The crisis triggered by the COVID-19 pandemic has been unlike any other the world has experienced, requiring social distancing and restrictions on mobility, and rendering some economic activity impossible. This publication explores and compares the characteristics that have affected the ability of firms, workers and consumers to maintain production, employment and consumption during the COVID-19 crisis, across industries and countries. It takes an analytical forward-looking perspective, considering a broad collection of indicators and evidence to guide policies. The aspects covered centre around topics of business dynamics; productivity; innovation and digital technologies; interconnectedness; inclusiveness; and skills. The report incorporates both a short-term perspective – analysing the supply restrictions and lockdowns that have characterised containment responses – and a medium- to long-term view, focusing on changes in demand that have arisen through recessionary effects and changes in preferences. The purpose of this publication is to provide insights to policy makers in three ways. First, by providing an overview of the different channels through which the crisis has affected firms differently across industries; then, by identifying country characteristics which may mediate these channels and mitigate or amplify the impacts of this and future shocks on the economy; and finally, by exploring systematic differences in the impact across population subgroups and the implications for policy.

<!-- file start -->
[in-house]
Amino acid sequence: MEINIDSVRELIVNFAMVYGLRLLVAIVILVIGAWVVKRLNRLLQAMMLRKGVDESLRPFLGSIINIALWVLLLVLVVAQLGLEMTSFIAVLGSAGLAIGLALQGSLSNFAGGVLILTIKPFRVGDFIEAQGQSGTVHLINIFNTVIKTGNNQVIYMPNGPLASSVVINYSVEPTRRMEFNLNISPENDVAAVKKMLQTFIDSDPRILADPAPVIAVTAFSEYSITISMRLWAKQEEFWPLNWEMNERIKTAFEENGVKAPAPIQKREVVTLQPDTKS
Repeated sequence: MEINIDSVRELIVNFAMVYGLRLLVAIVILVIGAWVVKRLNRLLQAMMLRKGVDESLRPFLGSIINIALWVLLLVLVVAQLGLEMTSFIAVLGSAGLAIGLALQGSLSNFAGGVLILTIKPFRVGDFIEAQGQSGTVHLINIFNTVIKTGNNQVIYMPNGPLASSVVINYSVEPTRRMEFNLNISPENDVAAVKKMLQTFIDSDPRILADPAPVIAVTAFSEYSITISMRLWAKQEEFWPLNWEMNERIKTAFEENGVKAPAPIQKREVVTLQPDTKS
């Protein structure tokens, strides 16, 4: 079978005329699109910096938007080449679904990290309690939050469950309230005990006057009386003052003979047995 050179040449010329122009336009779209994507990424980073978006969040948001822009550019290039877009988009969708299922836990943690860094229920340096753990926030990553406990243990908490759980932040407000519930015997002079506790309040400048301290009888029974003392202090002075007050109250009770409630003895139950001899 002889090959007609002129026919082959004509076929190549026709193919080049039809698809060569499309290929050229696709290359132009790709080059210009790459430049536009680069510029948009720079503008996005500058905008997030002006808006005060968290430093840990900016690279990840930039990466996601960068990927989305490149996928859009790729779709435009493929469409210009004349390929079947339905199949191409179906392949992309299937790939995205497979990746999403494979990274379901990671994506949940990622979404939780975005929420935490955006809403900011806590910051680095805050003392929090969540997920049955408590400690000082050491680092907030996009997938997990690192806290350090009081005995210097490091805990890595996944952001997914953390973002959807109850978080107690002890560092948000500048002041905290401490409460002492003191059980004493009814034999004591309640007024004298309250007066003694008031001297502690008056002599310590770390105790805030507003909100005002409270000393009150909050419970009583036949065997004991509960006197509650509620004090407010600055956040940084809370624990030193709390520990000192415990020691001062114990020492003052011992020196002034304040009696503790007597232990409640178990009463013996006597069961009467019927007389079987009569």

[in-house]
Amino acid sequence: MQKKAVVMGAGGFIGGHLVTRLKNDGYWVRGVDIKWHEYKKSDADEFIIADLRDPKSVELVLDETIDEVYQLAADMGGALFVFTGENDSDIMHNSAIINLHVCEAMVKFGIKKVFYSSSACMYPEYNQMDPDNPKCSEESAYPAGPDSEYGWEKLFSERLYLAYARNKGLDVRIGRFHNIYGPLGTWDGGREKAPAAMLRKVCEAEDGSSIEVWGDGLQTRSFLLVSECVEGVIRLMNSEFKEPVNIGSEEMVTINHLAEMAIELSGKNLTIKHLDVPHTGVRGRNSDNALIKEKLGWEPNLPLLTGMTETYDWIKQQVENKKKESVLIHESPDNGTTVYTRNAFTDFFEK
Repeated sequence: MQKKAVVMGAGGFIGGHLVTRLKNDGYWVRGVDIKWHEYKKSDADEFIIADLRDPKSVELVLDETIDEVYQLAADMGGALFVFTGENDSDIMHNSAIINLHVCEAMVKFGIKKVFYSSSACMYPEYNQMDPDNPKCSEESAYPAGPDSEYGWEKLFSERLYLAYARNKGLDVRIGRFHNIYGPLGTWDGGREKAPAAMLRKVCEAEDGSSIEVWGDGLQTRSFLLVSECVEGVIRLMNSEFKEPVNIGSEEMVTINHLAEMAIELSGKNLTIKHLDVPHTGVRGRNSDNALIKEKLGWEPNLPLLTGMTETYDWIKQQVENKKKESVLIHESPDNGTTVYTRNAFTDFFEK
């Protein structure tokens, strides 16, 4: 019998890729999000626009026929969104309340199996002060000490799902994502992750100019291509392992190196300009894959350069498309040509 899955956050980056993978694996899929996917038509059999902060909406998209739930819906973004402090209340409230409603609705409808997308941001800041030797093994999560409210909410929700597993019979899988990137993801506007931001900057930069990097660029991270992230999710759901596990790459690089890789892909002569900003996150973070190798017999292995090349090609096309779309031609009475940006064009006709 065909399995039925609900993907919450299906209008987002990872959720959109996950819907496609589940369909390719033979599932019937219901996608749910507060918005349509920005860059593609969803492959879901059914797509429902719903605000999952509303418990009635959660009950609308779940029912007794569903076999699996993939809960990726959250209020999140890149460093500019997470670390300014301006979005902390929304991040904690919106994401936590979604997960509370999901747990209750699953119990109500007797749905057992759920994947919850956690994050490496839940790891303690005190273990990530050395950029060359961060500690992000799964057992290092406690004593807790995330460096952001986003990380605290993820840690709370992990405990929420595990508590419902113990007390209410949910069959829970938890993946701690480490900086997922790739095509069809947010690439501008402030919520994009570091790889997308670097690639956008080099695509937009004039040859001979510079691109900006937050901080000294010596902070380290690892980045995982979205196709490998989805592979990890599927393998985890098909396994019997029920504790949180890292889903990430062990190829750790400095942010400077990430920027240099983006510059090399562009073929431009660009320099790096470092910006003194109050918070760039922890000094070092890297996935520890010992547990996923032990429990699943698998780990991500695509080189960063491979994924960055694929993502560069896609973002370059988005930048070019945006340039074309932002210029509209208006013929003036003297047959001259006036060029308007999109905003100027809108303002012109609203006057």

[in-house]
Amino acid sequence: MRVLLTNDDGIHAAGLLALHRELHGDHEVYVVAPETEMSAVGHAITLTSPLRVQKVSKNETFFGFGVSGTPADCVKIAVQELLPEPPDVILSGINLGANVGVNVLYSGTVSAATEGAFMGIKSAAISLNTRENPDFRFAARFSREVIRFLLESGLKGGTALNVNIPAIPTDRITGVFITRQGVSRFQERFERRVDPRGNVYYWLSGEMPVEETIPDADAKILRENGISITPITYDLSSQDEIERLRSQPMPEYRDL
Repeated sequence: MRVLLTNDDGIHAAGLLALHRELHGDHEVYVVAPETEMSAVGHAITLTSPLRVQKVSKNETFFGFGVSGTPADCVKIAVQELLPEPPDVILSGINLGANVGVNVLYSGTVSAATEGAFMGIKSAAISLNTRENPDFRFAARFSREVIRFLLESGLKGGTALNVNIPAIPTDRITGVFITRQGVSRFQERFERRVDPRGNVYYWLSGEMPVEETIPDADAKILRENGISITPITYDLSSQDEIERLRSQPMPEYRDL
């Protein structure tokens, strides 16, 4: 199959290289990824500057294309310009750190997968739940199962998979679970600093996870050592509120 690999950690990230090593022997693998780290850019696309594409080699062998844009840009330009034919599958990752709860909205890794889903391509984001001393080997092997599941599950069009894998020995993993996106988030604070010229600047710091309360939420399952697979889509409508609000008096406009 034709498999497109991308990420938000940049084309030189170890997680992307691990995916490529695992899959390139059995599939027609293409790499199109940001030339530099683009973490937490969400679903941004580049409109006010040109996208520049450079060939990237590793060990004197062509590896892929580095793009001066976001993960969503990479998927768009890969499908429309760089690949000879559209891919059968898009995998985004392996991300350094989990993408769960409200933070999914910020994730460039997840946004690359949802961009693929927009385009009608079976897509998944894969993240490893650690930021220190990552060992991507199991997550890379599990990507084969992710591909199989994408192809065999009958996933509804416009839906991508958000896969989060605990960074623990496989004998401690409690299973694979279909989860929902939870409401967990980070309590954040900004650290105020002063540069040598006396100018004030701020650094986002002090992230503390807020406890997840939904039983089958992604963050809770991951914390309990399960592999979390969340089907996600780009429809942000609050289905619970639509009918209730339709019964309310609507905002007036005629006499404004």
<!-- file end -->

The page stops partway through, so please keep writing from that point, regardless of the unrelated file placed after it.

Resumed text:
• 12-July-2021

    English

    OECD Compendium of Productivity Indicators

    This Webbook provides a set of cross-country comparable statistics on labour productivity levels, the contributions of labour, capital services and multifactor productivity (MFP) to GDP growth, industry contributions to labour productivity growth, labour productivity gaps between SMEs and large firms, the evolution and composition of investment, the decoupling between real wages and productivity, and labour income share developments. It also includes a special chapter on productivity measurement and analysis at the time of the COVID-19 pandemic.
  • 12-July-2021

    English

    OECD Investment Policy Reviews: Uruguay

    In July 2020, the Investment Committee recommended to Council to invite Uruguay to become the 50th adherent to the OECD Declaration on International Investment and Multinational Enterprises. This OECD Investment Policy Review of Uruguay documents the progress made in recent years to align investment policies with the national development strategy in pursuit of the Sustainable Development Goals (SDGs). The Review also assesses remaining challenges in improving the business climate, in particular the actions needed to establish an enabling responsible business environment and ensure full application of the Declaration. Uruguay’s success in attracting more and better investment will make its economy more resilient and better prepared to accelerate the recovery after COVID-19.